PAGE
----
Birdy authentically explores heartbreak on ‘Young Heart’ 

Photo of Birdy Young Heart
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Jasmine van den Bogaerde, more commonly known as Birdy, has charmed listeners with her ethereal vocals and luminescent songwriting since the late 2000s. Through covering songs such as Bon Iver’s “Skinny Love” in 2011 and writing music for films such as “The Hunger Games,” the 24-year-old musician’s discography has made its mark on popular culture and the indie-folk genre. 

Her latest album, Young Heart, released April 30, shows the artist at her most vulnerable. It’s been five years since the release of her previous album, Beautiful Lies, a discernible gap that emphasizes Birdy’s growth as a musician. Grieving the end of a relationship, the young artist presents self-discovery and loss in authentic yet harrowing ways. While staying true to her alternative sound, Birdy’s introspection on Young Heart embraces simple instrumentation to accompany her thoughtful, emotionally evocative lyrics. 

Opening with an instrumental track entitled “The Witching Hour – Intro,” Birdy demonstrates the power of simple instrumentation in evoking emotion. Twinkling piano notes usher in a dreamy sense of tranquility, inviting listeners to breathe and fully envelop themselves into the hauntingly relatable themes the album will later present. 

Chirping birds bridge this introduction to the next song on the album, “Voyager.” Implementing sounds reminiscent of springtime afternoons, the song is both natural and elegant. Yet, the lyrics are pensive and reflective in their depiction of leaving a past relationship behind. The chorus suggests a retreat to independence and newfound freedom: “I won’t wait for you, I’m already gone/ Like moonlight leaves with the dawn.” Light, calming instrumentation allows for Birdy’s voice to shine, reinforcing the power and depth of her lyrics.

Themes of isolation are intertwined throughout the album; songs such as “Loneliness” and “Deepest Lonely” reiterate the good that often emerges from time spent alone. “Deepest Lonely” particularly personifies the comforting presence of isolation, while echoing the darkness that often protrudes moments spent in solitude. 

Young Heart is perhaps most candid in its conversations surrounding heartbreak. “Evergreen” exhibits the infatuation that persists within romantic relationships, a direct contrast to the 13th track of Young Heart, “Little Blue,” in which the termination of a relationship disrupts a romanticized perception of the world and instead leads to self-destruction and feelings of regret. Birdy speaks directly to her own sadness, telling herself, “Little Blue, in you is where those memories live on.” Directly opposing “Evergreen,” “Little Blue” displays the natural course of grief that follows a breakup and the fear that comes with leaving this sadness behind.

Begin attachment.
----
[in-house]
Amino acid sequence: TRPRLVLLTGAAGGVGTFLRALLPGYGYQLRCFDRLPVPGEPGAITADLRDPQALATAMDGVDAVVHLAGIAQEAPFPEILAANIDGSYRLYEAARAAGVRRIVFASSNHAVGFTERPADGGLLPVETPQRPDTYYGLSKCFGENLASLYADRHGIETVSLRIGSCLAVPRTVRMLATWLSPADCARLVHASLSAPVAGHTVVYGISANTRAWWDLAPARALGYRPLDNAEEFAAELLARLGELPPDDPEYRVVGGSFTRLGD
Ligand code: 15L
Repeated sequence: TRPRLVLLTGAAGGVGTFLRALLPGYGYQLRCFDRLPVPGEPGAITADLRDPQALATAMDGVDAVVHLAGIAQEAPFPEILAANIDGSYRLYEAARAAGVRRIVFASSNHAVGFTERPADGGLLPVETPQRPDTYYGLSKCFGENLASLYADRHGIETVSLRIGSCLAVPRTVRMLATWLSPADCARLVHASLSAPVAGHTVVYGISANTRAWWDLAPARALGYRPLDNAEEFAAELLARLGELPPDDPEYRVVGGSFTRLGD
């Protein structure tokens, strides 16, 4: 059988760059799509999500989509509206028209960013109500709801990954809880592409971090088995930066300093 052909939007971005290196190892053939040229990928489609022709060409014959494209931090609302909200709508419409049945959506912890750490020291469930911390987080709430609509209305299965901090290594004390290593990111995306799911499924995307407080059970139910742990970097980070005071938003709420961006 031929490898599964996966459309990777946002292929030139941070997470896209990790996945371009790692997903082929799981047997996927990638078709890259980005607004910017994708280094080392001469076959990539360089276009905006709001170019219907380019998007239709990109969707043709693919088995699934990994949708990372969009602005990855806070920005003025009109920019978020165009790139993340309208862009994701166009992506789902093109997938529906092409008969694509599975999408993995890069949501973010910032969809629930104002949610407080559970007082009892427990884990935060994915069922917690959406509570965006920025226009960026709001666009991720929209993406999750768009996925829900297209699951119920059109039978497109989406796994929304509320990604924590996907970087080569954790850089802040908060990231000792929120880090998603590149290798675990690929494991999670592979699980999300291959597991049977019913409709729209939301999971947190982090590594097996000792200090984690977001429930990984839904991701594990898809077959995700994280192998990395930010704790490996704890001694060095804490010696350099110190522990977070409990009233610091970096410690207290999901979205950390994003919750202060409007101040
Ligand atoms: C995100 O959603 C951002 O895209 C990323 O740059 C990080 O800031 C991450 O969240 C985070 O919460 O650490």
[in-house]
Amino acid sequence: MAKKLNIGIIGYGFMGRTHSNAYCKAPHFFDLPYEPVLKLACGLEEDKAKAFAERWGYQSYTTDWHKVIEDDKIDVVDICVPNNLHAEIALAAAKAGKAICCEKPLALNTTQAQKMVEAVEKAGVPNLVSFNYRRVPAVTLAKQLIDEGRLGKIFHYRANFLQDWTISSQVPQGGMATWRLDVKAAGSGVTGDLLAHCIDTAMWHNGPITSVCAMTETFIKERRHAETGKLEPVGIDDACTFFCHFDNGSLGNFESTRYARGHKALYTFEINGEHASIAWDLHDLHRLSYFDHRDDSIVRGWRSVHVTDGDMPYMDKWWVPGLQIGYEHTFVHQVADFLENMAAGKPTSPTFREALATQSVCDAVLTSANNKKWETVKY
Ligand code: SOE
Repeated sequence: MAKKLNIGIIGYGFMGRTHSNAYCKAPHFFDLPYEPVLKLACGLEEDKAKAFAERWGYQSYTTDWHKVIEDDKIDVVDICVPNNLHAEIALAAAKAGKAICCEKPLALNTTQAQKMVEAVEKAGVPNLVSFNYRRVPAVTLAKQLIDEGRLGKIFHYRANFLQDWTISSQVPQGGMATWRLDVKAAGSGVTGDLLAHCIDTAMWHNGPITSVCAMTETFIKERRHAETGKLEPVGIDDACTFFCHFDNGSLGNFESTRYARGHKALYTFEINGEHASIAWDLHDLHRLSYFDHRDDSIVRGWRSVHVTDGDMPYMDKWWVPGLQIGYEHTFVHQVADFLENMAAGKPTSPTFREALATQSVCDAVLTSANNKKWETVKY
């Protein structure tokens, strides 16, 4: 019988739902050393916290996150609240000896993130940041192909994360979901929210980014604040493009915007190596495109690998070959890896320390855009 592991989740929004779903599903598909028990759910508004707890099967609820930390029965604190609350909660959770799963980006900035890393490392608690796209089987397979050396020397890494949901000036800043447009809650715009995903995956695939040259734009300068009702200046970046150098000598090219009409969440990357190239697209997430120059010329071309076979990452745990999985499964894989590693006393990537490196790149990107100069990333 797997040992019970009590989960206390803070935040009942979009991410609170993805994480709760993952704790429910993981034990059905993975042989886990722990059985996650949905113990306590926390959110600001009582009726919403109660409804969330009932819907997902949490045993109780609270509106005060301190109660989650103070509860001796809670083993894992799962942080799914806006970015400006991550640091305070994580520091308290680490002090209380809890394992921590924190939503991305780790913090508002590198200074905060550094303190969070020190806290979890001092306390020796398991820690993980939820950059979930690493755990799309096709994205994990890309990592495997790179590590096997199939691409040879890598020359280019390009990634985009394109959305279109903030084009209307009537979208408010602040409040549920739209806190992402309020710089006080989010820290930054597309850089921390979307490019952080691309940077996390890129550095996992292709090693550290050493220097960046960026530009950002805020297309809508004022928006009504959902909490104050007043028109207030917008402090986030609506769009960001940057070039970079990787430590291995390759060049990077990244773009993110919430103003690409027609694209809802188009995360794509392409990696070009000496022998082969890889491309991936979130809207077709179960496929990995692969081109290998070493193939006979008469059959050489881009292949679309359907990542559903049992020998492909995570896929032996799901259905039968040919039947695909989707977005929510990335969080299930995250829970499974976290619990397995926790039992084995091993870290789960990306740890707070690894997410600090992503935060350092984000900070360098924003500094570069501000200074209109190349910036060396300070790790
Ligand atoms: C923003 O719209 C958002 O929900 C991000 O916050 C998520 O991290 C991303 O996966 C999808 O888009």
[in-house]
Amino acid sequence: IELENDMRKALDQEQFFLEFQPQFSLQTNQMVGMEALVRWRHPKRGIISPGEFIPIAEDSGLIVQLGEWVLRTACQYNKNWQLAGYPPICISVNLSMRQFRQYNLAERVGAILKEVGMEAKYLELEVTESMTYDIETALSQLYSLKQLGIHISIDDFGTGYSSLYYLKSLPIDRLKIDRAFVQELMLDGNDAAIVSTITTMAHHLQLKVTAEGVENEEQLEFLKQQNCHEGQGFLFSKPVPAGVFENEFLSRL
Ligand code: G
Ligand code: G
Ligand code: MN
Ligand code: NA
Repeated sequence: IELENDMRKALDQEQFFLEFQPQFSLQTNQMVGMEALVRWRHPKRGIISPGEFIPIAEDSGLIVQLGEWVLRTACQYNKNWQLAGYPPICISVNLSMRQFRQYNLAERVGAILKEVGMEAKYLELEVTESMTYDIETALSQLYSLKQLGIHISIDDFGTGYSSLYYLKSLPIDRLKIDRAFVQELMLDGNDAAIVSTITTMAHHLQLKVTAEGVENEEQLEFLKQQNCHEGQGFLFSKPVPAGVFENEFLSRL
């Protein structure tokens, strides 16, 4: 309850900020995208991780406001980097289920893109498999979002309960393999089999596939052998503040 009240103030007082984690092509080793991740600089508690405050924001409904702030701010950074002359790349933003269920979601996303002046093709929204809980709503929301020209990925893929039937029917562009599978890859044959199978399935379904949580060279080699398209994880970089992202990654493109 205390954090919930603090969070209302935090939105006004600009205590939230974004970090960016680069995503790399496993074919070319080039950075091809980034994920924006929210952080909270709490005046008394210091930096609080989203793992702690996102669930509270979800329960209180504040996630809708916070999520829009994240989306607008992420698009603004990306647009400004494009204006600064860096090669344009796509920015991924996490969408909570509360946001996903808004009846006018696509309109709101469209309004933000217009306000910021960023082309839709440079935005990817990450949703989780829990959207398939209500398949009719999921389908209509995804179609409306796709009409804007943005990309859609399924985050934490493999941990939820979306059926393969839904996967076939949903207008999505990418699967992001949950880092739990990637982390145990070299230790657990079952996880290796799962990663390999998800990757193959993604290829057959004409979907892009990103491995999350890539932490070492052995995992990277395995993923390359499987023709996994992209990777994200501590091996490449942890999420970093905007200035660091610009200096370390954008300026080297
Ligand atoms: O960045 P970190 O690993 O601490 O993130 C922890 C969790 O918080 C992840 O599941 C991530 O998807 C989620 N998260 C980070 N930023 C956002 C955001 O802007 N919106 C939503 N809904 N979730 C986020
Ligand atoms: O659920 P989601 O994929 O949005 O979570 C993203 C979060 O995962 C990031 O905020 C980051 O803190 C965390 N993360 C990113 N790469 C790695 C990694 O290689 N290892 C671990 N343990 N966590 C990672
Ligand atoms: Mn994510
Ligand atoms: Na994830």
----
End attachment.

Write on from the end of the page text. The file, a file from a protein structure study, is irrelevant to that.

Through each of the 16 tracks that make up Young Heart, Birdy presents deep questions posed at the universe and nature. These moments are the most poignant on the album, as listeners are forced to reconcile with the pressures of living and learning their unique place within the world. “River Song” unfolds a thought-provoking narrative in which the artist speaks to a river to gain insight surrounding the meaning of humankind. The lyrics beg the question: “Is the future like the past?/ Do we shine a temporary glow, or are we built to last?” 

These questions prominently make up the latter half of Young Heart, directly showing the ways in which the artist has grown in her hiatus from writing music. The titular song on the album portrays this retreat from one’s past self and the promise for future growth and change. “Young Heart” encompasses the album’s purpose — change, growth and introspection may have to be done in isolation. Arguably one of the most powerful songs in Birdy’s entire discography, the song demonstrates the power of her lyricism and the emotional themes that tie together the entire album. 

Young Heart shines as one of Birdy’s greatest works. With maturity and care, her lyrics present heart-wrenching emotion with honesty and strength. With gorgeous instrumentation and fantastic lyrical depth, Young Heart proves that, as she grows as an artist, Birdy will only continue to improve upon her craft and write music that will speak to listeners in profound ways. 

Contact Sarah Runyan at [email protected].